Shootings at US houses of worship in recent years

Raghu Vinder listens to speakers during a candlelight vigil in the parking lot of the Sikh Temple of Wisconsin on Aug. 5, 2013, in Oak Creek, Wis., marking the one-year anniversary of the shooting rampage in which a white supremacist killed six people. (AP Photo/Morry Gash)

Some fatal shootings that have happened at U.S. houses of worship since 2012:

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Nov. 5, 2017: Dressed in black tactical-style gear and armed with an assault weapon, 21-year-old Devin Kelley opened fire at the First Baptist Church of Sutherland Springs, Texas, killing 26 people and wounding about 20 others.

Sept 24, 2017: Emanuel Kidega Samson, 25, was charged with killing a woman and wounding six other people with gunshots at Burnette Chapel Church of Christ in Nashville, Tenn.

Aug. 13, 2016:  Imam Maulana Alauddin Akonjee and his friend Thara Uddin were fatally shot as they left a New York City mosque. Oscar Morel, 35, was charged with second-degree murder.

Aug. 9, 2016: A shooting during a party at a Jersey City, N.J., church left 17-year-old Leander Williams dead and two teenage girls wounded. Daequan Jackson, 18, was charged with murder.

April 24, 2016:  Mark Storms fatally shot 27-year-old Robert Braxton III during Sunday services in a suburban Philadelphia church. Storms, 46, argued self-defense but was sentenced to 10 to 20 years in prison for voluntary manslaughter.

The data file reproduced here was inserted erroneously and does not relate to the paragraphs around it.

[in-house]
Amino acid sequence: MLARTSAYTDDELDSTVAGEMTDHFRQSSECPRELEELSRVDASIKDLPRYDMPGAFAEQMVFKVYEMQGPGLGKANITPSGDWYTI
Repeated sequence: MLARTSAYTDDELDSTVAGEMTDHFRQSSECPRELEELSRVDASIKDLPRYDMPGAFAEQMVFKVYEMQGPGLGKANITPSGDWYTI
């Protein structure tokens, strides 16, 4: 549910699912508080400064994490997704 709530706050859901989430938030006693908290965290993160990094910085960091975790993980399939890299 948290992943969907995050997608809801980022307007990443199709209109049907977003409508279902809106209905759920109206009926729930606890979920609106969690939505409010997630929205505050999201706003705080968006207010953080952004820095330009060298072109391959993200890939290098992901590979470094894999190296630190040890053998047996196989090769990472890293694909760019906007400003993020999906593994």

Feb. 28, 2016:  The Rev. William B. Schooler, 70, was fatally shot by his 68-year-old brother inside an office at St. Peter’s Missionary Baptist Church in Dayton, Ohio, as Sunday services were winding down. Daniel Schooler was found guilty of murder and sentenced to 31 years to life in prison.

June 17, 2015:  Nine black worshippers including a pastor were killed by Dylann Roof, a 21-year-old white supremacist, after he prayed with them for nearly an hour. The shooting happened at historic Emanuel African Methodist Episcopal Church in downtown Charleston, S.C. Roof was convicted of federal hate-crime and obstruction-of-religion charges and sentenced to death.

April 13, 2014: Neo-Nazi and former Ku Klux Klan leader Frazier Miller Jr. fatally shot Dr. William Corporon and his 14-year-old grandson Reat Underwood outside an Overland Park, Kan., Jewish center as they arrived for a community event. Miller then drove to a Jewish retirement community, where he fatally shot Terry LaManno, who was visiting her mother.

March 31, 2013: A 28-year-old man fatally shot his father during Easter services at the Hiawatha Church of God in Christ in Ashtabula, Ohio. Reshad Riddle then made a rambling statement at the pulpit while yelling about God and Allah, still holding his handgun as panicked worshippers fled the church.

Dec. 2, 2012:  Elementary school music teacher Gregory Eldred, 52, shot his ex-wife, Darlene Sitler, while she played the organ during a church service at the First United Presbyterian Church in Coudersport, Pa.